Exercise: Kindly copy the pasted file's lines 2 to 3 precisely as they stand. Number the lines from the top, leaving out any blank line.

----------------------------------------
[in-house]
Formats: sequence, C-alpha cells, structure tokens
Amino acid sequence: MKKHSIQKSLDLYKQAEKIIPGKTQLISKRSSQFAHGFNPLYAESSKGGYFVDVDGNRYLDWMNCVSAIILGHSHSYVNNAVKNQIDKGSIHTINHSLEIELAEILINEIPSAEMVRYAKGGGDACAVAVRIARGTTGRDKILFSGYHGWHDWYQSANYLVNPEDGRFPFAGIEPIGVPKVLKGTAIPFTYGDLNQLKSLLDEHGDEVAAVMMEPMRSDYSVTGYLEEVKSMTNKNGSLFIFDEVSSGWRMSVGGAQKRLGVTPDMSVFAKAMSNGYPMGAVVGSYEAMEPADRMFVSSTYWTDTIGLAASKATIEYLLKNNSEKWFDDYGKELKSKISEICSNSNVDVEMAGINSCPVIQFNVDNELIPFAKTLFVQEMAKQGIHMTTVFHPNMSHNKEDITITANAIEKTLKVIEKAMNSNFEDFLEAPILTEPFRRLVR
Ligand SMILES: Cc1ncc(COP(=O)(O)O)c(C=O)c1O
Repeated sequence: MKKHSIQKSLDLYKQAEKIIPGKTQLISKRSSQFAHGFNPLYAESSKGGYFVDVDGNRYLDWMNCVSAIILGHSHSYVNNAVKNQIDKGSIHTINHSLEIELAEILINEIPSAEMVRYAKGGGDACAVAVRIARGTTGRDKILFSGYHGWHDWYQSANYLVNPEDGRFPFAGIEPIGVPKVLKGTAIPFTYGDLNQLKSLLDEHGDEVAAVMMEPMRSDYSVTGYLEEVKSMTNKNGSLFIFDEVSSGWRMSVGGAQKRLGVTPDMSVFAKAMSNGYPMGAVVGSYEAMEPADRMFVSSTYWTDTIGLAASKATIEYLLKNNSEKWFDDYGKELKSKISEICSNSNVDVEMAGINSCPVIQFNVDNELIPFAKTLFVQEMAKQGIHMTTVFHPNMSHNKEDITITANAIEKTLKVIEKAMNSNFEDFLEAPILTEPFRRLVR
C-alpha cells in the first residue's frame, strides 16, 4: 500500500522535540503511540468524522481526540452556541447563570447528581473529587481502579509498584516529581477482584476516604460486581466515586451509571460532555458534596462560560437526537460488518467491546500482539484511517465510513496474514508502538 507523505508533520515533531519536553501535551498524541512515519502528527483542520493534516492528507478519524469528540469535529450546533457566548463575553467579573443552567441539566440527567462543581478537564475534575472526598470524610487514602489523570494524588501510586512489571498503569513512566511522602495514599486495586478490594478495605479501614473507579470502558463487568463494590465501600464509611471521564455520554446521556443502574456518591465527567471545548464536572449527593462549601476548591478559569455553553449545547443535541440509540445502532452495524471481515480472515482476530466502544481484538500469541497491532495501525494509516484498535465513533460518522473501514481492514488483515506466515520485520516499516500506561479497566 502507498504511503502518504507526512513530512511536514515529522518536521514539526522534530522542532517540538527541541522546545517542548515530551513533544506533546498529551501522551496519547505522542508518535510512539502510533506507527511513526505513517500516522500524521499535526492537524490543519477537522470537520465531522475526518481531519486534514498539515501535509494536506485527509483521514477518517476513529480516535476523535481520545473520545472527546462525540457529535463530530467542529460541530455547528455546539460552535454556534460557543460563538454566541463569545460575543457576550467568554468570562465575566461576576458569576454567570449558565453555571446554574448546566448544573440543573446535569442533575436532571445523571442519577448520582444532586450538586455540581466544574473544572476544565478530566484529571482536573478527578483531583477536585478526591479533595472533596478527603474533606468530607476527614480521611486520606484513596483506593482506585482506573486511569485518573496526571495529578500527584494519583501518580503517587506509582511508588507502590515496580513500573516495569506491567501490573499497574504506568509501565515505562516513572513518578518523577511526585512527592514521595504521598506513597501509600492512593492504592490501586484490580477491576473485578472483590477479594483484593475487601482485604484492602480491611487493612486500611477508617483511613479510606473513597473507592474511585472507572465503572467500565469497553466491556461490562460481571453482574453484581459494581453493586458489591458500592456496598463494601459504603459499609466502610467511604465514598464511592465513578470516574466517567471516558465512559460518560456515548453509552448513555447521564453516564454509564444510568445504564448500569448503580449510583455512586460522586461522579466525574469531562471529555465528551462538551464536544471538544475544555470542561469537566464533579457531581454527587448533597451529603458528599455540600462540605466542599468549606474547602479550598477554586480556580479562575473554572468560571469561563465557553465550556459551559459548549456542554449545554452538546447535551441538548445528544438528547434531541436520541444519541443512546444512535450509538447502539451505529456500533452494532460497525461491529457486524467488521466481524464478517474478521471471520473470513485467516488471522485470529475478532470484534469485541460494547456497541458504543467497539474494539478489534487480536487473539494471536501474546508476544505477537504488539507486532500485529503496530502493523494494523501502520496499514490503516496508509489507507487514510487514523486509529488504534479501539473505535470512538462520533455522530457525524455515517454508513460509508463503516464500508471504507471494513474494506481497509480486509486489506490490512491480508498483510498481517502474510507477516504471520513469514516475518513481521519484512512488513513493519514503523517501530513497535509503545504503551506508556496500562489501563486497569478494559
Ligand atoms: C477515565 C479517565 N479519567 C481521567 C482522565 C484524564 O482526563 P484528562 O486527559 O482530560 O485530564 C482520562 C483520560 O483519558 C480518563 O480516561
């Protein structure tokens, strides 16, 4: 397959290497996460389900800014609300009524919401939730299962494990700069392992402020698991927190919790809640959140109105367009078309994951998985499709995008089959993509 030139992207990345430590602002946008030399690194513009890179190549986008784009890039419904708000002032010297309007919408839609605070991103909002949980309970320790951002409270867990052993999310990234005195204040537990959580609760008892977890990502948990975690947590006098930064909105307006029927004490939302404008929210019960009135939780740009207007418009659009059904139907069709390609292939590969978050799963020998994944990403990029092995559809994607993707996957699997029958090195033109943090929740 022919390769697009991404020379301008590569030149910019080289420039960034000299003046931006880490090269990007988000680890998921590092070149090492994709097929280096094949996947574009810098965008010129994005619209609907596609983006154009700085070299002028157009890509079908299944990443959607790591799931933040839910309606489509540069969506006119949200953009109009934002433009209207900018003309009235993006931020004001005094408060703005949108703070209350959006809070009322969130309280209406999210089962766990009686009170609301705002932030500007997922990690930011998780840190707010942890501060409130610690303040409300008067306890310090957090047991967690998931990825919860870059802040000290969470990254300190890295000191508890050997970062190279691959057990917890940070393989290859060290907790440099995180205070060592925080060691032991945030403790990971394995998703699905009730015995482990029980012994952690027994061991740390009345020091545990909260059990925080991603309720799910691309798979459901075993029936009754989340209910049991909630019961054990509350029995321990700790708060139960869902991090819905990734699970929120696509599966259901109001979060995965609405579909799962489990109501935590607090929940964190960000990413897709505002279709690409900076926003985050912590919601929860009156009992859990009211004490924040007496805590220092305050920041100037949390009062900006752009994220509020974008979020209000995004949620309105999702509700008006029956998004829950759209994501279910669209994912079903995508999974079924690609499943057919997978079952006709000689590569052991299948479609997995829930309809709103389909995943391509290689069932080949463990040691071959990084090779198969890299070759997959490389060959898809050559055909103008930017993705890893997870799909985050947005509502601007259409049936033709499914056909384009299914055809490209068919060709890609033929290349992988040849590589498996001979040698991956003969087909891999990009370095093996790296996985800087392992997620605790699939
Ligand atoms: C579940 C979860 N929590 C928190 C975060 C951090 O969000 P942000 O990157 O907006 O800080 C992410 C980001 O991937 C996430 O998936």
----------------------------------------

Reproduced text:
Formats: sequence, C-alpha cells, structure tokens
Amino acid sequence: MKKHSIQKSLDLYKQAEKIIPGKTQLISKRSSQFAHGFNPLYAESSKGGYFVDVDGNRYLDWMNCVSAIILGHSHSYVNNAVKNQIDKGSIHTINHSLEIELAEILINEIPSAEMVRYAKGGGDACAVAVRIARGTTGRDKILFSGYHGWHDWYQSANYLVNPEDGRFPFAGIEPIGVPKVLKGTAIPFTYGDLNQLKSLLDEHGDEVAAVMMEPMRSDYSVTGYLEEVKSMTNKNGSLFIFDEVSSGWRMSVGGAQKRLGVTPDMSVFAKAMSNGYPMGAVVGSYEAMEPADRMFVSSTYWTDTIGLAASKATIEYLLKNNSEKWFDDYGKELKSKISEICSNSNVDVEMAGINSCPVIQFNVDNELIPFAKTLFVQEMAKQGIHMTTVFHPNMSHNKEDITITANAIEKTLKVIEKAMNSNFEDFLEAPILTEPFRRLVR